Wednesday, January 25, 2017

Life of Pi

            “I was alone and orphaned, in the middle of the Pacific, hanging on to an oar, an adult tiger in front of me, sharks beneath me, a storm raging about me” (Martel, 107). Yowza. This quote encapsulates Pi Patel’s struggles in the 2001 novel, Life of Pi*. Suffice to say that I’m not giving away any major plot points, considering the poster of the movie adaptation looks like this:

            Although the movie is very visually appealing, the book takes the cake. Pi’s journey, albeit fictional, is emotional to witness as a reader. Any tale of human resilience in the face of such calamitous odds makes you feel proud to be a part of the race. The story is structured as a first-person account, based on a fictional interview that the author, Yann Martel, has with Pi Patel.  It follows Pi’s life in India >> sea voyage to Canada with animal cargo (his parents are zookeepers) >> abrupt sinking of the ship, which results in Pi and a handful of dangerous animals left on a lifeboat as the only survivors >> 227 brutal days stranded at sea >> eventual rescue. I’m exhausted just typing that.

            There are many things I expect from a castaway book. Pi has a hallucinatory period in which he goes blind, and he believes that he’s able to speak to the tiger, who is talking in a French accent. That’s amusing, but it’s not necessarily shocking, given the circumstances. Additionally, when animals are involved, I presume that I’ll learn at least some basic facts about the species. Martel teaches the reader about numerous animals in a straightforward voice that isn’t too scholarly. He doesn’t go all zoologist on you, and I came away with quite a bit of practical knowledge.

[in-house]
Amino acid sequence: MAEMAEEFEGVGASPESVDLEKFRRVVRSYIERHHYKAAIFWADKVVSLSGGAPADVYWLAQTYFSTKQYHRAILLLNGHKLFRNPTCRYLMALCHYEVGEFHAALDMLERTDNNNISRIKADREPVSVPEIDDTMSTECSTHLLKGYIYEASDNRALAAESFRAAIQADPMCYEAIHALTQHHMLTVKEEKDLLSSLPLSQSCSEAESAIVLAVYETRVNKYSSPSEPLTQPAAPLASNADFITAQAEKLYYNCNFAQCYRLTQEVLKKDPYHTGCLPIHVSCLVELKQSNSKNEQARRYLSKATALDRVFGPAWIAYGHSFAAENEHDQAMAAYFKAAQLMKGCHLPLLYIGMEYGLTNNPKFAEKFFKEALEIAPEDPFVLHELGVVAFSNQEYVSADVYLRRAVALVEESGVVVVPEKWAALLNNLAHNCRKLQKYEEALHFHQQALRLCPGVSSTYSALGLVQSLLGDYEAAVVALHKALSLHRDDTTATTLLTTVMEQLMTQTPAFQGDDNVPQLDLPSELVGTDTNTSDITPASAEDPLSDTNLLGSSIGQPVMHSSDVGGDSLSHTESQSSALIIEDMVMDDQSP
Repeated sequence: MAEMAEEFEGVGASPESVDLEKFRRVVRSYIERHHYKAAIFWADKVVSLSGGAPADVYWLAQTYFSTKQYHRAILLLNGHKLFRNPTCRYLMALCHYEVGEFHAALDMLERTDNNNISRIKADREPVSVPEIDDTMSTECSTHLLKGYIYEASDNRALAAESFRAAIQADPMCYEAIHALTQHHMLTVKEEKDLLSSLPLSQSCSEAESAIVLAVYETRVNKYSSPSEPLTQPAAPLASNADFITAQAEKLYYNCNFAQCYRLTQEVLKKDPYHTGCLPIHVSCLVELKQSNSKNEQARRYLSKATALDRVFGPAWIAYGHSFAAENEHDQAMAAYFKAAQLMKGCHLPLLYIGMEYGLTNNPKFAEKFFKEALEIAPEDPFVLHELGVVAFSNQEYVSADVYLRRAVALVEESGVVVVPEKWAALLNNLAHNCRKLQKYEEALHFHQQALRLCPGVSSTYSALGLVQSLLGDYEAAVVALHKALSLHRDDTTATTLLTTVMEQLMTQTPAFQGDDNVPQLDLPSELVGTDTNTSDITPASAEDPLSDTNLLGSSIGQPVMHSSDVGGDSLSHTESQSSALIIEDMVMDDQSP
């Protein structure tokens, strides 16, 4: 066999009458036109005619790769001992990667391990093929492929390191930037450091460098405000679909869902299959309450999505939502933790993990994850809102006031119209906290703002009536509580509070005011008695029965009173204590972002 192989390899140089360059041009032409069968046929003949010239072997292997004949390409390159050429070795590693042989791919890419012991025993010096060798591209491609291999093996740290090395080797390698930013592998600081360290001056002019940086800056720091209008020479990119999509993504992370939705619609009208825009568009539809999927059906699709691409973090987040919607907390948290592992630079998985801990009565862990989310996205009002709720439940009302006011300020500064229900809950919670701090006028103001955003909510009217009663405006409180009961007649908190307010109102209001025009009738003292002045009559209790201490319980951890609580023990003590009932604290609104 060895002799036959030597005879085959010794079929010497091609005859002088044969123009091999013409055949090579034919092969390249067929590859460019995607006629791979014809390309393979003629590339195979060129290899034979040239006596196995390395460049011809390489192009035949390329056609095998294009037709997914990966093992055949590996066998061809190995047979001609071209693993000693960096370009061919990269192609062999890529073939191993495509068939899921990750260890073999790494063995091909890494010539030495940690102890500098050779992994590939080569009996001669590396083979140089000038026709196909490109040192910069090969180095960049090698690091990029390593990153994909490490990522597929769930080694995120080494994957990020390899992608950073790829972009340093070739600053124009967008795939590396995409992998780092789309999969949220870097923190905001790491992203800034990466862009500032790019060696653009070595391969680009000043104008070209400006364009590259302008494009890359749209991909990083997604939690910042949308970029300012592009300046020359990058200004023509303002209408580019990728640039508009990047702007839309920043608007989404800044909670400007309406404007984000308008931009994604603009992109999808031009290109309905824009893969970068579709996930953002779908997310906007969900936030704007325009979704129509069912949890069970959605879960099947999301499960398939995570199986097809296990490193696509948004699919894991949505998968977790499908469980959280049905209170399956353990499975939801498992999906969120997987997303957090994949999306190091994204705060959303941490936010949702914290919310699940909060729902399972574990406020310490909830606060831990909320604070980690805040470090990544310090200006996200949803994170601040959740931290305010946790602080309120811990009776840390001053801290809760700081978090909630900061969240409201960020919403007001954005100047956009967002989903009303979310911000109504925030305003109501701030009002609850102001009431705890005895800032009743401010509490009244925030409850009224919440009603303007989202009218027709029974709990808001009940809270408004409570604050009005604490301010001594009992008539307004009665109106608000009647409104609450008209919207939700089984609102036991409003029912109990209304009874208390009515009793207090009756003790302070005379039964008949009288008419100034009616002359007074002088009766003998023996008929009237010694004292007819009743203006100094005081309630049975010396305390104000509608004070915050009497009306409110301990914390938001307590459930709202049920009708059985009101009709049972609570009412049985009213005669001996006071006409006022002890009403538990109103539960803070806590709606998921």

I also anticipate some sort of religious aspect; if I survived such a wild series of events, I’d probably be thanking God too. What I did not anticipate is Pi’s particularly refreshing, unique take on God. Pi has a brilliantly inclusive opinion on religion, evident in the fact that he’s a practicing Hindu, Muslim, and Christian. The prophets and gods of each religion resonate with him in compelling ways, and he focuses on what he considers to be the core of each religion, rather than get caught up in peripheral details that might lead to contradiction between the faiths. His convictions are personal and he presents them without imposition.

Pi’s belief in a higher power sustains him during his suffering, because he feels that both good and bad emanate from a wholeness of the universe beyond his understanding. Religion gives him dignity, which lifts his spirits when his stout vegetarianism is compromised by the inevitabilities of starvation. He warns against human arrogance in the face of something as grand as divinity, and he compares this dynamic to the relationship between him and the beautiful, horrific, powerful beast in his lifeboat. The acknowledgement that he is but a microcosm of the divine provides him a mentality that helps him find peace while persevering. He admits, “I saw my suffering for what it was, finite and insignificant, and I was still” (Martel, 177).

The novel reminds me of The Old Man and the Sea for several reasons. One—the most obvious—is that the sea is pertinent in both novels. We see the main character’s relationship with their fellow creatures and watch how persistence in the face of the elements affects that relationship. Taking a step further, I recognize humility in the face of majesty. Pi and Santiago (the fisherman in Hemingway’s novel) exude a modest reverence for the world around them, which makes us respect and root for them. Neither Hemingway nor Martel force their main characters on readers; they present them fairly unadorned and let us be the judge.